Regarding extrinsic factors, in Figure 1, causal factors are because of environmental, systemic or contextual dynamics. Of these, language culture is critical to L-b LD although other factors may affect its severity (Sideridis, 2007). Language culture is a concept based on the social identity theory, which suggests that an individual's social identity represents an amalgamation of cultures across boundaries that fuse together to create one's own culture and combinations that is unique to each individual. Viewing culture through this lens prevents categorising individuals by race, tribe or religion because individuals may not belong to the same culture despite being a member of the same 'culture' through family or country (Straub, Loch, Evaristo, Karahama, & Srite, 2003). In the model, language culture can be formed through lifestyle, use of English as a second language, exposure to multiple languages in different contexts, language support and school attended. Language factors such as language difference, incompetency in different languages used in the context of multilingualism and use of English as a second language at school are not impairments but risk factors that may be indicative of L-b LD for South African children and contribute to literacy difficulties in listening, speaking, reading, spelling and mathematics (National Joint Committee on Learning Disabilities, 2007).

The definition of L-b LD proposed by the model is: L-b LDs are difficulties in listening, speaking, reading, spelling or mathematics that manifest because of limitations in auditory perception, cognitive and language processing skills that can be caused by various intrinsic factors, including developmental, neurological or medical conditions, and influenced by extrinsic factors, such as environmental, systemic, language or cultural factors.


Theoretical approach to early prediction

The systems approach views processes as parts of an overall system, all of which need to function for the system to work well (Friedman & Allen, 2014). Many systems impact a learner's developmental outcomes but this study focused on six that influence the proximal system of the learner with L-b LD. The adoption of the systems approach was based on the concept of the adjusted Process-Person-Context-Time model, which states that different systems are the contexts of an individual's development (Bronfenbrenner & Morris, 2007).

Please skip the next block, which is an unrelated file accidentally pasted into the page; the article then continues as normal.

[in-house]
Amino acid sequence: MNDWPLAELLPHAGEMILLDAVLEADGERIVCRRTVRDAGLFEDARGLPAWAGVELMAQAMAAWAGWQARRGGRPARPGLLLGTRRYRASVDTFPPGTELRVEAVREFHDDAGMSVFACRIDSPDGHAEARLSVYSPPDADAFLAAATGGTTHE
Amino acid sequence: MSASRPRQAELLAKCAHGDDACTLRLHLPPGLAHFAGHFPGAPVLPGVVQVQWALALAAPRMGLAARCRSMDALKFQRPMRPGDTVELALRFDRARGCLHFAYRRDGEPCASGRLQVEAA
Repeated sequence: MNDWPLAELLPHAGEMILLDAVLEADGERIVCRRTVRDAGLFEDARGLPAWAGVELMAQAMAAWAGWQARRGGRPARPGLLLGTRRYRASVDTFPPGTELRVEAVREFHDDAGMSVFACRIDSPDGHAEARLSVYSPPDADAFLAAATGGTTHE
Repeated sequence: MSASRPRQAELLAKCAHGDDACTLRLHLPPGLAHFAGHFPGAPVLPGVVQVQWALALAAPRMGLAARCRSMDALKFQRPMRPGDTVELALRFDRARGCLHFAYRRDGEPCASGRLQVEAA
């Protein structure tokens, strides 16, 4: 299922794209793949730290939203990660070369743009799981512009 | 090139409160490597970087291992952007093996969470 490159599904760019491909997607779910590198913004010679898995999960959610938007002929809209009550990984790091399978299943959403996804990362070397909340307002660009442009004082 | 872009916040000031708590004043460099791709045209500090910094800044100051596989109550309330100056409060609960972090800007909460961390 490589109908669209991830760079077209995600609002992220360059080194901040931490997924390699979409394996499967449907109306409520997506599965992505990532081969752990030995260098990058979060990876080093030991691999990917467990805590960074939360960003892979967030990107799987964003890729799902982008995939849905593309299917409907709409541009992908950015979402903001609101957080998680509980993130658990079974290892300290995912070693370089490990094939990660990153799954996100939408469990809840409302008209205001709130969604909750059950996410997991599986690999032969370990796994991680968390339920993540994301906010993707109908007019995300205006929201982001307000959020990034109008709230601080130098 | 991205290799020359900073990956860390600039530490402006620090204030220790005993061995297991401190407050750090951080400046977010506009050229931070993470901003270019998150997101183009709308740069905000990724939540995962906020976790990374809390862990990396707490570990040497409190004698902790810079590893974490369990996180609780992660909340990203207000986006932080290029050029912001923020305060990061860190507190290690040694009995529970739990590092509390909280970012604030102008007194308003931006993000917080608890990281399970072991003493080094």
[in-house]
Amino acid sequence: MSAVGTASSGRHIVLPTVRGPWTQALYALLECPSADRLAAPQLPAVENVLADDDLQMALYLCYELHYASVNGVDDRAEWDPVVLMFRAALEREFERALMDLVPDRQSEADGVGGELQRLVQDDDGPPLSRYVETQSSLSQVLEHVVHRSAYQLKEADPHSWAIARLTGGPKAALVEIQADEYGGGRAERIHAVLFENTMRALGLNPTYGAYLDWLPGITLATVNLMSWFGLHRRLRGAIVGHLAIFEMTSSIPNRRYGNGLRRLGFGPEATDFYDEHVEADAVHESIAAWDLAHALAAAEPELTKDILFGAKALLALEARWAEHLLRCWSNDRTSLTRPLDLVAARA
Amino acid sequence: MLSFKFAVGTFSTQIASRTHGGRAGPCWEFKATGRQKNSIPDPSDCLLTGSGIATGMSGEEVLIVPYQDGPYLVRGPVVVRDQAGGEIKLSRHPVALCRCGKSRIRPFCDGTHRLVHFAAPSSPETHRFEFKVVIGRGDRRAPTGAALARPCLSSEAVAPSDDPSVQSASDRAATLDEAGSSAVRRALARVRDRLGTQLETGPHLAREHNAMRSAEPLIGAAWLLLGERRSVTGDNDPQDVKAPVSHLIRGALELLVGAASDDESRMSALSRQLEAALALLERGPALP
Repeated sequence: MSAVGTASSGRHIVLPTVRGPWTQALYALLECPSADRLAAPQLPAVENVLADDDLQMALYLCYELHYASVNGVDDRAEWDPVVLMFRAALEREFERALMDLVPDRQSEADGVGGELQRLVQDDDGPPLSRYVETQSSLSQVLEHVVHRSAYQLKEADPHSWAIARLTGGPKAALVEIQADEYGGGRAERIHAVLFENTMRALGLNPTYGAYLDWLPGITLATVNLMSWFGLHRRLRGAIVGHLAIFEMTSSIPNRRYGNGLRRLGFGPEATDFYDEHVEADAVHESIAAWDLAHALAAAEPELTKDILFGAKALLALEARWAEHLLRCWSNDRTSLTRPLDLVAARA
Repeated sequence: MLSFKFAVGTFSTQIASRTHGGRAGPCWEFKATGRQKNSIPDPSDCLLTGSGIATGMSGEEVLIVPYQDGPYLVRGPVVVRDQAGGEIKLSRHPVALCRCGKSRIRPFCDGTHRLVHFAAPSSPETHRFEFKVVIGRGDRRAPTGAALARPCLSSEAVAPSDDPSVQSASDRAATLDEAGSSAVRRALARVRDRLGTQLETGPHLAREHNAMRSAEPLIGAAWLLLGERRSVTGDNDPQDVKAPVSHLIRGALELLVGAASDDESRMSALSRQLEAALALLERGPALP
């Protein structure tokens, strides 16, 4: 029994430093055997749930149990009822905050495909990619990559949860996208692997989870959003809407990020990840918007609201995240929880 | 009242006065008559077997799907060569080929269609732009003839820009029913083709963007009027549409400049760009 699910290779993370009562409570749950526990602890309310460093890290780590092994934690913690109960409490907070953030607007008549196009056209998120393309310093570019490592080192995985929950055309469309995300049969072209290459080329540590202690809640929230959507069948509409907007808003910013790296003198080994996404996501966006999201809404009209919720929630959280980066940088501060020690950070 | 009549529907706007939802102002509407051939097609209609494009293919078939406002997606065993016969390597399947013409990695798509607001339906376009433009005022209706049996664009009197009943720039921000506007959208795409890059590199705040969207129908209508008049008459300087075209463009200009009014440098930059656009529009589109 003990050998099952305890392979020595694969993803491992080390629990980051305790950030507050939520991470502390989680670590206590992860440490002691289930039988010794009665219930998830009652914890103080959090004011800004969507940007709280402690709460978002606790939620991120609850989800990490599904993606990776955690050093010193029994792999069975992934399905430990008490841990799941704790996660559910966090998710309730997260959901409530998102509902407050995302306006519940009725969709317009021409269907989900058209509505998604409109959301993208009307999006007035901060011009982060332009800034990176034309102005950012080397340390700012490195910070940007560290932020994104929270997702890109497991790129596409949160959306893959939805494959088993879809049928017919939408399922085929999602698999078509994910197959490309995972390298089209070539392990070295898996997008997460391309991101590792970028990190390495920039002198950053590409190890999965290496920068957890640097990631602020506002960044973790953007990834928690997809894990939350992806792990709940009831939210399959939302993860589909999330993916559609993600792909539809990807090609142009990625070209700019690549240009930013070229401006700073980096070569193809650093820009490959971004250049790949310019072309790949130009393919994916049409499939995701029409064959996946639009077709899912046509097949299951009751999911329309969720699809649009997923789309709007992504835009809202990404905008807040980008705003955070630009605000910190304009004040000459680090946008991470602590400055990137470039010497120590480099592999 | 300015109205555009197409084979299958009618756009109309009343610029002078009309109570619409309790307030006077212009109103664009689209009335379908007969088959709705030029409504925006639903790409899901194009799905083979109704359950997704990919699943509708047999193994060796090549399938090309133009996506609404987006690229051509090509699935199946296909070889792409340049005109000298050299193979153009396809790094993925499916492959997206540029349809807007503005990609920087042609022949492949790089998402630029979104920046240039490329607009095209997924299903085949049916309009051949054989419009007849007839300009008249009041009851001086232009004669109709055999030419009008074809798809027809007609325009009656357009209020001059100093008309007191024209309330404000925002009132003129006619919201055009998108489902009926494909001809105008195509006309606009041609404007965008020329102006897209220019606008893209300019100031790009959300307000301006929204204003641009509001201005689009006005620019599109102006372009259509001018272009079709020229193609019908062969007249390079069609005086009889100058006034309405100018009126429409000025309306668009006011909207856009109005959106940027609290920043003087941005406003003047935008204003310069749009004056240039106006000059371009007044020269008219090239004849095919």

The interactions between different systems affect student achievement, staff training and development programmes (Furst-Bowe, 2011). Relating the systems approach to a learner with L-b LD, the parameters in a learner's home, community or school environments may invite, permit or inhibit engagements in sustained, progressively complex interaction with the immediate environment, forming microsystems (Bronfenbrenner, 1994). Figure 2 also provides a schematic view of some of the possible mesosystems that interact with macro systems that should be considered for clinical language assessment. Assessment should incorporate foundational knowledge in physiological (age, health and nutrition), educational (grade and language difficulty status), linguistic (languages spoken at home and language experience in English as LOLT), cultural (beliefs and values), political (school attended) and social (group culture, norms and practices) systems (Brea-Spahn, 2014).



The systems approach applies in the South African context as barriers to education can be found in the school, individual learner and home levels (Navsaria, Pascoe, & Kathard, 2011). Other systemic factors in politics, health, education and economics are acknowledged as likely to exacerbate an existing L-b LD (Mann et al., 2007). Thus, speech and language therapists must consider the whole system affecting the learner with L-b LD and attend to intrinsic and extrinsic indicators for both assessment and intervention.


Early predictors of language-based learning disabilities in South Africa